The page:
Characterisation of submarine depression trails driven by upslope migrating cyclic steps : Insights from the Ceará Basin (Brazil). / Maestrelli, Daniele; Maselli, Vittorio; Kneller, Benjamin; Chiarella, Domenico; Scarselli, Nicola; Vannucchi, Paola; Jovane, Luigi; Iacopini, David.

In: Marine and Petroleum Geology, 10.02.2020.

Research output: Contribution to journalArticle

E-pub ahead of print

Abstract

Circular to elliptical topographic depressions, isolated or organized in trails, have been observed on the modern seabed in different contexts and water depths. Such features have been alternatively interpreted as pockmarks generated by fluid flow, as sediment waves generated by turbidity currents, or as a combination of both processes. In the latter case, the dip of the slope has been hypothesized to control the formation of trails of downslope migrating pockmarks. In this study, we use high-quality 3D seismic data from the offshore Ceará Basin (Equatorial Brazil) to examine vertically stacked and upslope-migrating trails of depressions visible at the seabed and in the subsurface. Seismic reflection terminations and stratal architecture indicate that these features are formed by cyclic steps generated by turbidity currents, while internal amplitude anomalies point to the presence of fluid migration. Amplitude Versus Offset analysis (AVO) performed on partial stacks shows that the investigated anomalies do not represent hydrocarbon indicators. Previous studies have suggested that the accumulation of permeable and porous sediments in the troughs of vertically stacked cyclic steps may create vertical pathways for fluid migration, and we propose that this may have facilitated the upward migration of saline pore water due to fluid buoyancy. The results of this study highlight the importance of gravity-driven processes in shaping the morphology of the Ceará Basin slope and show how non-hydrocarbon fluids may interact with vertically stacked cyclic steps.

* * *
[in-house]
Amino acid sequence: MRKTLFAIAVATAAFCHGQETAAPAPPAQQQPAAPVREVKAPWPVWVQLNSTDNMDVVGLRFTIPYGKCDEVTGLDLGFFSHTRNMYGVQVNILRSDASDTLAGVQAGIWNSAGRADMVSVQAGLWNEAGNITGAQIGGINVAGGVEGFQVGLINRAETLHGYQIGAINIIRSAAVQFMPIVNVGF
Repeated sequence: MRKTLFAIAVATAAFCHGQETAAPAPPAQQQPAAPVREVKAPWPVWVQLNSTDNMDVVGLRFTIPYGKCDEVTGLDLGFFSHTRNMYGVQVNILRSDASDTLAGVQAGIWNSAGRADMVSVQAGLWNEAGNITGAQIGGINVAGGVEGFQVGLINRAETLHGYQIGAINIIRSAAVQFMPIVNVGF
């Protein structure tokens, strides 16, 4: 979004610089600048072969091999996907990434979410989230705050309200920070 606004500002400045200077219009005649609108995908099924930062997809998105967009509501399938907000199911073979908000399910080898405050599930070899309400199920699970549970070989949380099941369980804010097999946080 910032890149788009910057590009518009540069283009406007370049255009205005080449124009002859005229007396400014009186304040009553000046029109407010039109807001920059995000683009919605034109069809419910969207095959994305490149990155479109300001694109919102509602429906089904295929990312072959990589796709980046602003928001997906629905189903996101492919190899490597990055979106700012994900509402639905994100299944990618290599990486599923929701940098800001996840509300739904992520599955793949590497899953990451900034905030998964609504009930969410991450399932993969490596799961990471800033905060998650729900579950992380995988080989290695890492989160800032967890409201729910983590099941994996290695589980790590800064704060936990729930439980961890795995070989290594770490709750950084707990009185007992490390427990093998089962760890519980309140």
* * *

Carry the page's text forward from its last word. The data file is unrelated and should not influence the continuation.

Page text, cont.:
Original languageEnglish
Article number104291
JournalMarine and Petroleum Geology
Early online date10 Feb 2020
DOIs
Publication statusE-pub ahead of print - 10 Feb 2020
This open access research output is licenced under a Creative Commons Attribution-NonCommercial-NoDerivs 3.0 Unported License.

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